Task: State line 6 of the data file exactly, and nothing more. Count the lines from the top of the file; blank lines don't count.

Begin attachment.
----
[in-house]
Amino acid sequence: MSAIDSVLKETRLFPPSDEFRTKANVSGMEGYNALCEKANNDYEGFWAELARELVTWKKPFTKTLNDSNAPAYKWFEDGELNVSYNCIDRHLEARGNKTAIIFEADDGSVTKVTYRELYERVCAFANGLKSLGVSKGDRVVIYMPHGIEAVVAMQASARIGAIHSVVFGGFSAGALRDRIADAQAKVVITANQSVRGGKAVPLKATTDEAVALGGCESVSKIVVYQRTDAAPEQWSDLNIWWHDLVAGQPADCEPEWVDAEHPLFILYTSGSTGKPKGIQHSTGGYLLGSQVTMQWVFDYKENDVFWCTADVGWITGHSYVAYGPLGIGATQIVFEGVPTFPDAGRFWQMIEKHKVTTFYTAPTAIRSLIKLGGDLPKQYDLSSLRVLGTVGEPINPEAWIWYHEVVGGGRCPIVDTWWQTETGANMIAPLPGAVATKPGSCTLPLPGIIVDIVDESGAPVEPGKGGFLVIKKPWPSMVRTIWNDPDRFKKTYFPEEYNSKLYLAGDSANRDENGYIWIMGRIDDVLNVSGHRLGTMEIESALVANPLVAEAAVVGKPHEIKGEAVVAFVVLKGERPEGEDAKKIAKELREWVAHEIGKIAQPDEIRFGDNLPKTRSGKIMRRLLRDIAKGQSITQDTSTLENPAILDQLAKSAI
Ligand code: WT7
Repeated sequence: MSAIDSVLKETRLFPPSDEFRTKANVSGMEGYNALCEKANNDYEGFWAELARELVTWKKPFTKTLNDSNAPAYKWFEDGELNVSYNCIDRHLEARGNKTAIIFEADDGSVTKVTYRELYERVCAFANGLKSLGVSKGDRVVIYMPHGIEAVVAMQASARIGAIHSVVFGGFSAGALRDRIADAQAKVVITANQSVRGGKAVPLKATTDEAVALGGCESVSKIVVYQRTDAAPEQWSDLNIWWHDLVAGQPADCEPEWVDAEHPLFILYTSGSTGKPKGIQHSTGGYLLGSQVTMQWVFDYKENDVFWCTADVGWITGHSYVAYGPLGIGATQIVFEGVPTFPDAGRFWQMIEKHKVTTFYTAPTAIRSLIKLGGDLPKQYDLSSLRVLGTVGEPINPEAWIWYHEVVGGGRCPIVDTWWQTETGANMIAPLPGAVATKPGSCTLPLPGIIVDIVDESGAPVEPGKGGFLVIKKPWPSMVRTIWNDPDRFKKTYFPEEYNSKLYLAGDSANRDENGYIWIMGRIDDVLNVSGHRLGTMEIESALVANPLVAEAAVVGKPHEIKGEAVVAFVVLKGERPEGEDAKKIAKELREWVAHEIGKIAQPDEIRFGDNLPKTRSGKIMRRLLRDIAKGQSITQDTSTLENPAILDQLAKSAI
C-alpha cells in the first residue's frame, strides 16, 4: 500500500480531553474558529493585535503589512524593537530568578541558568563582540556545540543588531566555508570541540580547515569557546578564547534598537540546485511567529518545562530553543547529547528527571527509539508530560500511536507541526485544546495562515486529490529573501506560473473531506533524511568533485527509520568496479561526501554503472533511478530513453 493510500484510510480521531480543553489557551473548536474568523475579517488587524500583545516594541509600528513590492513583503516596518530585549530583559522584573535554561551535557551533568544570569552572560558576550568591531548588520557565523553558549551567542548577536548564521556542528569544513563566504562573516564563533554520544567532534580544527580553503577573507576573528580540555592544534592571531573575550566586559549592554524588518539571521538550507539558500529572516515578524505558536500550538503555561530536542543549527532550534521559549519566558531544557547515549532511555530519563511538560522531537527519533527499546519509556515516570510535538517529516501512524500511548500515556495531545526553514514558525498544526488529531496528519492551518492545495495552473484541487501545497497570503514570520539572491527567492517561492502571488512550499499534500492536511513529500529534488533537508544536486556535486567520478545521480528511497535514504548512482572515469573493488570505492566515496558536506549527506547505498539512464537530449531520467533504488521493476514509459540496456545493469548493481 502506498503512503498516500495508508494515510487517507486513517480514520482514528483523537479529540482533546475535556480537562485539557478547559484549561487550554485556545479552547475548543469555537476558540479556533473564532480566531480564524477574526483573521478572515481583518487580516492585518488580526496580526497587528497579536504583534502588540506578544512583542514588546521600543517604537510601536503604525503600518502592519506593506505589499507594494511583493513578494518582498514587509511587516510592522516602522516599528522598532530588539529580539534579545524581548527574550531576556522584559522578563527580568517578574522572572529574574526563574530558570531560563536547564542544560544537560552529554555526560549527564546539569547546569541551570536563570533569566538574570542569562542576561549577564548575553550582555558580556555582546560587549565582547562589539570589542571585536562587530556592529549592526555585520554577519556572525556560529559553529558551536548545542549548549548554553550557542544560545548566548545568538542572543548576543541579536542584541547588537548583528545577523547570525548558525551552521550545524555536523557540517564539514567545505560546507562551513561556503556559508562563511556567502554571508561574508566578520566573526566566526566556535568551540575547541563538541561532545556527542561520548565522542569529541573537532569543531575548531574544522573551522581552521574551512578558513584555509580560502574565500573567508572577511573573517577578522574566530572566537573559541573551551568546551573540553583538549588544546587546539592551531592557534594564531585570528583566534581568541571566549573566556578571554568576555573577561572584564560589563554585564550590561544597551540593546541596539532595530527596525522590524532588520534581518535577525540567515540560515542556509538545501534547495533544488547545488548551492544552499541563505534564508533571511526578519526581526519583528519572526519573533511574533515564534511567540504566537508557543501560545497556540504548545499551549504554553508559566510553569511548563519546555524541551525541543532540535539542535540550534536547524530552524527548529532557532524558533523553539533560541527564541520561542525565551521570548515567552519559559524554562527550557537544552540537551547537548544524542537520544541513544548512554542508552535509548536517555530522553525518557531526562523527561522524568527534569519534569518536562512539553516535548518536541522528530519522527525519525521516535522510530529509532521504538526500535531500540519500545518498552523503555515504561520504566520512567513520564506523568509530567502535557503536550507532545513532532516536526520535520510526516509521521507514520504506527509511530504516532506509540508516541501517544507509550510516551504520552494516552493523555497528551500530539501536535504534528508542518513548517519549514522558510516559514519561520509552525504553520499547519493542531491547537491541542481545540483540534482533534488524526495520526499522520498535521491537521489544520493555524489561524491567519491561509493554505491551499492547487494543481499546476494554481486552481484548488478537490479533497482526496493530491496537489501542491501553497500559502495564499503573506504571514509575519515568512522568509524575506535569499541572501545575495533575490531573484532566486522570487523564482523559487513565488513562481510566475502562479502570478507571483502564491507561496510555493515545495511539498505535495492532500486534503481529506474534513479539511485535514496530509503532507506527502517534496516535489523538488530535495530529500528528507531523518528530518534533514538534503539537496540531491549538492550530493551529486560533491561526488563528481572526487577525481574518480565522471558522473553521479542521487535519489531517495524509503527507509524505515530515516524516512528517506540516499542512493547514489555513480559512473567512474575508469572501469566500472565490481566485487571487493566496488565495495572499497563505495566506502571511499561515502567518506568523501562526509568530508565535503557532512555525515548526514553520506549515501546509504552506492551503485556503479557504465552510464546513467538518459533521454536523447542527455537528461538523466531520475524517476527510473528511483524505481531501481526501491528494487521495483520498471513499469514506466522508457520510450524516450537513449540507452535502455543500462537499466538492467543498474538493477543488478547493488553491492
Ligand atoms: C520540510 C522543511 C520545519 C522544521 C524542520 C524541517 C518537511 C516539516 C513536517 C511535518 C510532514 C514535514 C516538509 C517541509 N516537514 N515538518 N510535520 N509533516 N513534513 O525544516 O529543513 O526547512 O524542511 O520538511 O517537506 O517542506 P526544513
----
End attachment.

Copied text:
Ligand atoms: C520540510 C522543511 C520545519 C522544521 C524542520 C524541517 C518537511 C516539516 C513536517 C511535518 C510532514 C514535514 C516538509 C517541509 N516537514 N515538518 N510535520 N509533516 N513534513 O525544516 O529543513 O526547512 O524542511 O520538511 O517537506 O517542506 P526544513